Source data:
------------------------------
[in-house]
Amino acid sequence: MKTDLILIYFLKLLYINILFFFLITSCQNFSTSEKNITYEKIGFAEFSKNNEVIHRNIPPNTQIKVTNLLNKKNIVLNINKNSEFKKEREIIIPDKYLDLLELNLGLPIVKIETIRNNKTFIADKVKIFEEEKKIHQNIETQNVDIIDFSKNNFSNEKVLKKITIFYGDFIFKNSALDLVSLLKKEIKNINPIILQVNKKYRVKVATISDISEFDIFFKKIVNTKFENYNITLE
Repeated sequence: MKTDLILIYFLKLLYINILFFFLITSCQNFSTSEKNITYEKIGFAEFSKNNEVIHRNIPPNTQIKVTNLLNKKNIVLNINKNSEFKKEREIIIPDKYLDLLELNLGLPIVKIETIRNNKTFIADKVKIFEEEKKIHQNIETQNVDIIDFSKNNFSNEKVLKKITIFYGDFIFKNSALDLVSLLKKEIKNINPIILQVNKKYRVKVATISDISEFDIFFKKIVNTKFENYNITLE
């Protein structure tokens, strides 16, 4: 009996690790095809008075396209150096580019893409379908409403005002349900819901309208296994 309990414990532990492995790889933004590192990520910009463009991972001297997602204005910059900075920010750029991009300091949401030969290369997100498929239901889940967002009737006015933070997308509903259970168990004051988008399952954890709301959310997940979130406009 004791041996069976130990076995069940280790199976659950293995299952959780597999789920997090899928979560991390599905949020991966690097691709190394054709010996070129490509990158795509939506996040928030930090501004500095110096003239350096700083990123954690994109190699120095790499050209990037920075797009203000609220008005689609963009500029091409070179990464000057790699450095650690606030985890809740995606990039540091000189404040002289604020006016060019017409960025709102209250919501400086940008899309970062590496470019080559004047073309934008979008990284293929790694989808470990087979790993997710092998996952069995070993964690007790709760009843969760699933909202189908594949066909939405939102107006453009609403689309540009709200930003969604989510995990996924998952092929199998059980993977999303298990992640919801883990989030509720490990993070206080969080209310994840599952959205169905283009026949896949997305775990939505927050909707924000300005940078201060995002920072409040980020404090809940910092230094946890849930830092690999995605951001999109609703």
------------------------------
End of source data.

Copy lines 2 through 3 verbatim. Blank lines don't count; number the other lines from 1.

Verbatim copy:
Amino acid sequence: MKTDLILIYFLKLLYINILFFFLITSCQNFSTSEKNITYEKIGFAEFSKNNEVIHRNIPPNTQIKVTNLLNKKNIVLNINKNSEFKKEREIIIPDKYLDLLELNLGLPIVKIETIRNNKTFIADKVKIFEEEKKIHQNIETQNVDIIDFSKNNFSNEKVLKKITIFYGDFIFKNSALDLVSLLKKEIKNINPIILQVNKKYRVKVATISDISEFDIFFKKIVNTKFENYNITLE
Repeated sequence: MKTDLILIYFLKLLYINILFFFLITSCQNFSTSEKNITYEKIGFAEFSKNNEVIHRNIPPNTQIKVTNLLNKKNIVLNINKNSEFKKEREIIIPDKYLDLLELNLGLPIVKIETIRNNKTFIADKVKIFEEEKKIHQNIETQNVDIIDFSKNNFSNEKVLKKITIFYGDFIFKNSALDLVSLLKKEIKNINPIILQVNKKYRVKVATISDISEFDIFFKKIVNTKFENYNITLE